Toggle Main Menu Toggle Search

Open Access padlockePrints

A novel mouse model of mitochondrial disease exhibits juvenile-onset severe neurological impairment due to parvalbumin cell mitochondrial dysfunction

Lookup NU author(s): Dr Elizaveta Olkhova, Carla Bradshaw, Emeritus Professor Doug Turnbull, Dr Fiona LeBeau, Dr Yi NgORCiD, Professor Grainne Gorman, Dr Nichola Lax



This work is licensed under a Creative Commons Attribution 4.0 International License (CC BY 4.0).


© 2023, Springer Nature Limited. Mitochondrial diseases comprise a common group of neurometabolic disorders resulting from OXPHOS defects, that may manifest with neurological impairments, for which there are currently no disease-modifying therapies. Previous studies suggest inhibitory interneuron susceptibility to mitochondrial impairment, especially of parvalbumin-expressing interneurons (PV+). We have developed a mouse model of mitochondrial dysfunction specifically in PV+ cells via conditional Tfam knockout, that exhibited a juvenile-onset progressive phenotype characterised by cognitive deficits, anxiety-like behaviour, head-nodding, stargazing, ataxia, and reduced lifespan. A brain region-dependent decrease of OXPHOS complexes I and IV in PV+ neurons was detected, with Purkinje neurons being most affected. We validated these findings in a neuropathological study of patients with pathogenic mtDNA and POLG variants showing PV+ interneuron loss and deficiencies in complexes I and IV. This mouse model offers a drug screening platform to propel the discovery of therapeutics to treat severe neurological impairment due to mitochondrial dysfunction.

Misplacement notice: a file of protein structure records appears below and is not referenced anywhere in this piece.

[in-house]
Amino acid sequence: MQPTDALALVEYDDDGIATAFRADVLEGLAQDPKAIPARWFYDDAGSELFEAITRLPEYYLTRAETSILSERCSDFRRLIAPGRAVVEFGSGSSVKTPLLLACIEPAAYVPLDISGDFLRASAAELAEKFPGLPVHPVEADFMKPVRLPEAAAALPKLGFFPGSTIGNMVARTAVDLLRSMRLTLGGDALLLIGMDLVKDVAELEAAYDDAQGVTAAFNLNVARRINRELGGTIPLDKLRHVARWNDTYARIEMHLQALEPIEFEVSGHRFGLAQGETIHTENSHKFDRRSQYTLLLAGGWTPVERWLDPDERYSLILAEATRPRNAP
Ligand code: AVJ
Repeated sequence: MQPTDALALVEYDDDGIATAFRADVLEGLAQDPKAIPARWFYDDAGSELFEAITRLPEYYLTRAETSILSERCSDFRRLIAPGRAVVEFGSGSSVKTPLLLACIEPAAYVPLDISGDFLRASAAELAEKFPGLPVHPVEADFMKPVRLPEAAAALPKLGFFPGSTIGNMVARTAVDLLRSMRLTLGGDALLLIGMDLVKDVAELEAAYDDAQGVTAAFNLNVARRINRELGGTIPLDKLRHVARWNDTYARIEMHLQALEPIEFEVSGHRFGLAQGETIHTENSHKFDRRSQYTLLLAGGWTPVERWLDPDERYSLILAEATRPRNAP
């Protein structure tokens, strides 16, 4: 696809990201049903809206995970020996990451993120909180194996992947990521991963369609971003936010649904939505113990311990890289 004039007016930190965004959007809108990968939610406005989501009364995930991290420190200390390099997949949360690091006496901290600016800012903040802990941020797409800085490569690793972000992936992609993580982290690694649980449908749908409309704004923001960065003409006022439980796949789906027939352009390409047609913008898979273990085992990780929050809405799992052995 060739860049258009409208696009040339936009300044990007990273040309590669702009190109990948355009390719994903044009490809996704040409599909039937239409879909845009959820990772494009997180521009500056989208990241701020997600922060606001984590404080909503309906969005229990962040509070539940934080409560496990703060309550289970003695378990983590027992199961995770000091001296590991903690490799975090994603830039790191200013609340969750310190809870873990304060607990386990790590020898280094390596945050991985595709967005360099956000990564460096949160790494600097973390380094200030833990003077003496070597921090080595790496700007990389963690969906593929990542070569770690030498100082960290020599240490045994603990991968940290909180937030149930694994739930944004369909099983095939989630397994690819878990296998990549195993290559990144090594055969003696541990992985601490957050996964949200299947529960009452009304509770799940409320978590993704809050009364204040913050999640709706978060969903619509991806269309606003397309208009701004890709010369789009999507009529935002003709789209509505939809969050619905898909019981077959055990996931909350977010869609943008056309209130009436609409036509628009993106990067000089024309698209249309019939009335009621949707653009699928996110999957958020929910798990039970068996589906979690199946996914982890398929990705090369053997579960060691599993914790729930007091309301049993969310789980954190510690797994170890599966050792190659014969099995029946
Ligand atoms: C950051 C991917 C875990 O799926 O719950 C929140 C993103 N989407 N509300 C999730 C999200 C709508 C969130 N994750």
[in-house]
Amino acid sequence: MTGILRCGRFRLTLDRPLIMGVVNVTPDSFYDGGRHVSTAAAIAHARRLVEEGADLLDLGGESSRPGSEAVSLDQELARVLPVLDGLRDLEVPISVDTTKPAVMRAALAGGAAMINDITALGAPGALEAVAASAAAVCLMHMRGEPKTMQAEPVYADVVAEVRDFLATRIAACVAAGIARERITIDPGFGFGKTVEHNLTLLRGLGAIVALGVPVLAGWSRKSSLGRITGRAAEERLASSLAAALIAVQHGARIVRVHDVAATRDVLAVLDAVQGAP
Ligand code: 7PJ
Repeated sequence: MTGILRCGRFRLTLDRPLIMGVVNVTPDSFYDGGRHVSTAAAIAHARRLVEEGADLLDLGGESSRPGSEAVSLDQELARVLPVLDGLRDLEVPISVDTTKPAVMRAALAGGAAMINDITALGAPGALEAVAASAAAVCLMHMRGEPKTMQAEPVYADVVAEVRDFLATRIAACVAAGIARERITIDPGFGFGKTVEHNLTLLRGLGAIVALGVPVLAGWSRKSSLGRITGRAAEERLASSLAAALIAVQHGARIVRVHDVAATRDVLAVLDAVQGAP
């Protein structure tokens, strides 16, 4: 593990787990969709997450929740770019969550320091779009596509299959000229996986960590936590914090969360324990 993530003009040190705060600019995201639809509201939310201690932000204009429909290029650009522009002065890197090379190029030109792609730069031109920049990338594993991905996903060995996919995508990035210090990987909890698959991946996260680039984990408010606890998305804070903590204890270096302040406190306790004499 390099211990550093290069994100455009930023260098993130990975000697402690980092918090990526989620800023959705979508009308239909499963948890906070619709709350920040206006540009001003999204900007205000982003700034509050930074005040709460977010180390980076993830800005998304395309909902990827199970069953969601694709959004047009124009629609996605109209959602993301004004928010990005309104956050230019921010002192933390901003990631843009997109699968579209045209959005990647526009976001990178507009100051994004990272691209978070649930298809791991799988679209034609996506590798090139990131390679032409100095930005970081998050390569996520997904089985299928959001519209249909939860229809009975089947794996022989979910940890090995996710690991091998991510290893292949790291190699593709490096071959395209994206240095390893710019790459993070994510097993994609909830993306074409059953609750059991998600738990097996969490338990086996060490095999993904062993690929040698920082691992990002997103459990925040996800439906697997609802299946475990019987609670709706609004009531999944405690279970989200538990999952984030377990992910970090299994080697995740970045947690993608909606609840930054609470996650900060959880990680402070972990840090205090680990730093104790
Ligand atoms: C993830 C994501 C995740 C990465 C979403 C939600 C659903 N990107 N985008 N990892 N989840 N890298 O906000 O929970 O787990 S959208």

Publication metadata

Author(s): Olkhova EA, Bradshaw C, Blain A, Alvim D, Turnbull DM, LeBeau FEN, Ng YS, Gorman GS, Lax NZ

Publication type: Article

Publication status: Published

Journal: Communications Biology

Year: 2023

Volume: 6

Issue: 1

Online publication date: 23/10/2023

Acceptance date: 10/08/2023

Date deposited: 08/11/2023

ISSN (electronic): 2399-3642

Publisher: Springer Nature


DOI: 10.1038/s42003-023-05238-7

PubMed id: 37872380


Altmetrics provided by Altmetric


Funder referenceFunder name
203105/Z/16/ZWellcome Trust
Alzheimer’s Research UK
Alzheimer’s Society
Newcastle University Overseas Research Scholarship and Academic Development Post-Submission Scholarship
NIHR Newcastle Biomedical Research Centre